To clean up a dirty war
Compared to, say, the Spanish Inquisition, the Holocaust or the Chinese Cultural Revolution, the Iraq War of 2003 may well be a minor blemish in the grander course of human history, yet it is one with its full share of baseness and duplicity. With all due respect to those who died or lost loved ones in the service of their country, only the most cynical or moronic of historians will ever identify any true "heroes" out of the host of antagonists that played out this sordid melodrama.
At one side is, or was, Saddam Hussein's Sunni-dominated Baath party, a regime whose brutal oppression of the country's northern Kurds and southern Shias was of medieval proportions.
Consummate Machiavellians: US President George W Bush, British Prime Minister Tony Blair and Australian Prime Minister John Howard. No, Mr Bush, this is not a compliment on your newfound appreciation for Italian fashion. (AP file photos)
At another sat the elected and appointed officials of the United States, the United Kingdom and, to a somewhat lesser extent, Australia. Tempted by the world's second largest petroleum preserve (and the corporate interests that are the foundation of their political power), these leaders tricked their nations into launching a pre-emptive strike against a non-hostile country, with home-spun lies and half-truths regarding Saddam's propensity to use, and distribute, weapons of mass destruction.
Significant caches of WMDs were never found by returning UN weapon inspectors in 2002 and early 2003; presumably, the coalition forces that liberated Kuwait in 1991 had destroyed them all. Yet Baghdad, despite being punished by decade-long economic sanctions, went shopping for uranium in Africa, and was poised to launch a chemical attack within 45 minutes -- these were whoppers the American and British people were told to swallow. We all did.
Former Iraqi Information Minister Mohammed Saeed al-Sahaf: His lies were definitely more entertaining. (AP/BBC photo)
One way or another, the Baath regime -- as represented by Information Minister Mohammed Saeed al-Sahaf, who insisted that American forces never reached Baghdad, even as shots were heard outside his briefing room -- was doomed to be the scorn of ages. It was no less incredible that, as soon as statues of Saddam were being torn down, the occupiers lost no time in carving up the spoils of war, by granting lucrative reconstruction contracts to Anglo-American energy companies (notably Halliburton, which employed Dick Cheney as its CEO immediately before his becoming US Vice President). Never mind that many crazed Iraqis were looting everything they could get their hands on, down to the scant copper wires that barely held up the country's dilapidated power grid.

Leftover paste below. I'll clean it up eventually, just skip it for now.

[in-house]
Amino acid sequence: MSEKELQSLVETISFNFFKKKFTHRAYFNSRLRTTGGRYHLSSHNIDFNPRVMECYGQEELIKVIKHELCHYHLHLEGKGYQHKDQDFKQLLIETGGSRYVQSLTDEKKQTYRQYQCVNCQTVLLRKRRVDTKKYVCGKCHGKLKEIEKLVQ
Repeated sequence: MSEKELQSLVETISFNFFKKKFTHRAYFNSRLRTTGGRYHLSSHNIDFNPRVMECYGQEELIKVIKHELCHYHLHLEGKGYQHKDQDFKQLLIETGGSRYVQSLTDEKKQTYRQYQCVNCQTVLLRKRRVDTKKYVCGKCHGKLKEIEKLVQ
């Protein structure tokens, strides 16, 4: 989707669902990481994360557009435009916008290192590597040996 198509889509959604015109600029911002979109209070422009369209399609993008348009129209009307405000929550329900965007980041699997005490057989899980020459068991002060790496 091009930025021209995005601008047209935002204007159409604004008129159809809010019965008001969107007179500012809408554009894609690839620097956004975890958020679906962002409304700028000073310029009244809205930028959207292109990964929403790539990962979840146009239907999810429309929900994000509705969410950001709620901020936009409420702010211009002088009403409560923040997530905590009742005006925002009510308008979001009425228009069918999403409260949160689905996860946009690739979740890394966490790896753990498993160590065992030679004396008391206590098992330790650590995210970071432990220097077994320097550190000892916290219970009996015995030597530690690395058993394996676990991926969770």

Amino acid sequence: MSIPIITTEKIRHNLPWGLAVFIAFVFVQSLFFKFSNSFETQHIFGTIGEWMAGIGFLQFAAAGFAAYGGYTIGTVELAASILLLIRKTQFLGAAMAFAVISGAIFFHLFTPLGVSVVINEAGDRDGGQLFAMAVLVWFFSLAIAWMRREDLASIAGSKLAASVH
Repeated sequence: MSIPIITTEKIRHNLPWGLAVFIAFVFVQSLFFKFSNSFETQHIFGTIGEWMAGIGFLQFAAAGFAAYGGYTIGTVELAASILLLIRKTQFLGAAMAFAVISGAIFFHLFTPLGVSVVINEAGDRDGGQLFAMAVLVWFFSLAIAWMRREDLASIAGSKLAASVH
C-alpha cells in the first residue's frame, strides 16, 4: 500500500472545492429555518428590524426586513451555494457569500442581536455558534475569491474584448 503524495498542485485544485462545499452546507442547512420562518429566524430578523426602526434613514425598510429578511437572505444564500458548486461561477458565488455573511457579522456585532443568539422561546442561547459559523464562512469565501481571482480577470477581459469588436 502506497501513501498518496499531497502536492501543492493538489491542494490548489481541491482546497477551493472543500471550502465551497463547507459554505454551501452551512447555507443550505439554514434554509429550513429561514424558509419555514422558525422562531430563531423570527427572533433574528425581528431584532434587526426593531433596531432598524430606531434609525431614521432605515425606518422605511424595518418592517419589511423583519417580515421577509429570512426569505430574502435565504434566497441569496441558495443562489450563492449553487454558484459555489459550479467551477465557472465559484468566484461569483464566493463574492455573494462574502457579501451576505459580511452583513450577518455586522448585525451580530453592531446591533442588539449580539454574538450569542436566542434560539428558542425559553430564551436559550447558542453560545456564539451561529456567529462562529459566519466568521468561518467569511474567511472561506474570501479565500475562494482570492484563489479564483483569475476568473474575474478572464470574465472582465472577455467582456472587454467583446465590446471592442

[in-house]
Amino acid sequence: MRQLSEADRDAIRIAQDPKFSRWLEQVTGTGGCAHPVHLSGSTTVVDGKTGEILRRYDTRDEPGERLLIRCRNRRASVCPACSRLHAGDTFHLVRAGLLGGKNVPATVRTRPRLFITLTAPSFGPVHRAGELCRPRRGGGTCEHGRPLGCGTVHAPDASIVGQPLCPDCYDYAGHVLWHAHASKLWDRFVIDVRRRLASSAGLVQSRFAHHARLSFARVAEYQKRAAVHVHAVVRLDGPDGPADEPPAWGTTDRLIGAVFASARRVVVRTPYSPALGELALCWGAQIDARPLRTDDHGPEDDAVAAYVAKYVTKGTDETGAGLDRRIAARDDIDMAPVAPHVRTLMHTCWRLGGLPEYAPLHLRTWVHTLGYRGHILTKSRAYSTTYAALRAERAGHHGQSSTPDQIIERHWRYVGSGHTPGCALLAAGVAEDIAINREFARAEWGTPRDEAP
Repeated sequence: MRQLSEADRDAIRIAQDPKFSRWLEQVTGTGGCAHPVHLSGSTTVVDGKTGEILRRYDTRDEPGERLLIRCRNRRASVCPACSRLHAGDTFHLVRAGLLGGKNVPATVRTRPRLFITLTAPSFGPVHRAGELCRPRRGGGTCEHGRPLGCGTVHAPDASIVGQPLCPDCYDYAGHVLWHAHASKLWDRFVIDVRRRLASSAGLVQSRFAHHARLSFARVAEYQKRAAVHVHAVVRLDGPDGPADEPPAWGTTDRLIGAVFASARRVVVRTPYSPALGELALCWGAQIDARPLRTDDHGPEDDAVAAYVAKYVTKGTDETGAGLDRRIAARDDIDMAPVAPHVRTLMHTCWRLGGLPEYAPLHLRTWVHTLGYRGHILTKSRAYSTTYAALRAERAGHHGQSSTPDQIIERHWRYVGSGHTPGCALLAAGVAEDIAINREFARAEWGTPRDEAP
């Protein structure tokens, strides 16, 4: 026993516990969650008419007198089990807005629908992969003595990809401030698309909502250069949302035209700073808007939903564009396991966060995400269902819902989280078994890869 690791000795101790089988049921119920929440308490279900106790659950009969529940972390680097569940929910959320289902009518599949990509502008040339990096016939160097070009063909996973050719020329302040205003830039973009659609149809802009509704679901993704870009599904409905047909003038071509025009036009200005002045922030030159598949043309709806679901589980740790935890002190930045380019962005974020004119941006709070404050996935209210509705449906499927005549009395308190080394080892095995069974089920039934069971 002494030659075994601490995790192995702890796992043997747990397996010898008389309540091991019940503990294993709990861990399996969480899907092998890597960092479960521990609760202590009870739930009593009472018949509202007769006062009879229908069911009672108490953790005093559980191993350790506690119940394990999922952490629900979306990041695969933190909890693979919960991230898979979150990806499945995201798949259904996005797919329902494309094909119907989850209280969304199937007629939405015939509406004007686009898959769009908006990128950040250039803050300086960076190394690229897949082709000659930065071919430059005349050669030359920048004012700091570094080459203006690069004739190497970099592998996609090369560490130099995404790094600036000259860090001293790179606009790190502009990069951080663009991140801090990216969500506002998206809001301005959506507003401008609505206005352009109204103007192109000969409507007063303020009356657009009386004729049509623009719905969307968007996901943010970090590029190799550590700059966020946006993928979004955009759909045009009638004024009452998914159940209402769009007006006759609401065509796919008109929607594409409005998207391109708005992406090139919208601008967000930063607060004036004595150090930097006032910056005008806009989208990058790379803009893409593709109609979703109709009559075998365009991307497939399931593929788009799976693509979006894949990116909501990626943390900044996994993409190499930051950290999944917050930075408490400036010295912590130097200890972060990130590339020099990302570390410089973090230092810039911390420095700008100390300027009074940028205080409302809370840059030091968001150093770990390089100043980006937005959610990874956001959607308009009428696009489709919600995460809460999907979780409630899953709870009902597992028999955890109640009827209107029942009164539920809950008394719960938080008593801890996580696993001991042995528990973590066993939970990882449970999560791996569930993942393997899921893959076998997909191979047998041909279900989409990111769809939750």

One rallying cry used by the administrations of George W Bush, Tony Blair and John Howard was the threat of an unholy alliance between Saddam Hussein and Osama bin Laden, whose base of operations in Afghanistan was but recently -- yet not completely -- uprooted by American forces and assorted Afghan militia. Sadly, our fear of Iraqi participation in global Islamist terrorism proved to be a self-fulfilling prophesy.
On August 19, a truck bomb in Baghdad killed United Nations envoy Sergio Vieira de Mello of Brazil, who led the UN aid efforts in East Timor and Iraq. The deaths of Mello and twenty-two fellow UN workers, who dispensed humanitarian aid and represented a world body whose majority members explicitly opposed the war in Iraq, marked a particularly cruel turning point in the Iraqi resistance against American and British occupation. (AFP photo by Thomas Coex)
The Baath regime was essentially a secular, socialist dictatorship crudely fashioned after the reign of Josef Stalin, and it was ever leery of the fundamentalist sentiments amongst the Shia across the border between Iraq and Iran. Unlike the Talibans in Afghanistan, Saddam's cult of personality was so pervasive after nearly thirty iron-fisted years, he never had to bother with the likes of Al-Qaeda. (To score some sympathy amongst his Arab neighbors, however, he did rename his country "Islamic Republic of Iraq" upon the last desperate days of the first Gulf war, and later offered cash rewards to families of Palestinian suicide bombers.) Totalitarian tyranny, not ideological zeal, was Baghdad's modus operandi.
It was not until the Americans, the British and the Australians deposed Saddam that "holy warriors" from all over the Arab world, as well as the restive Kurdish and Shiite factionists within Iraq, saw their chance to fight along with the Iraqi resistance against the "Great Satan." Collectively, their tactics quickly evolved from sabotage and ambush to bombings of the Jordanian embassy, the UN headquarters in Baghdad, and the Imam Ali Mosque in Najaf, holiest of the Shia shrines.
In three months alone this summer, explosions echoed in Casablanca, Riyadh, Jakarta, Bombay and of course, Jerusalem.
David Kelly appeared before a public hearing in Parliament. (BBC photo)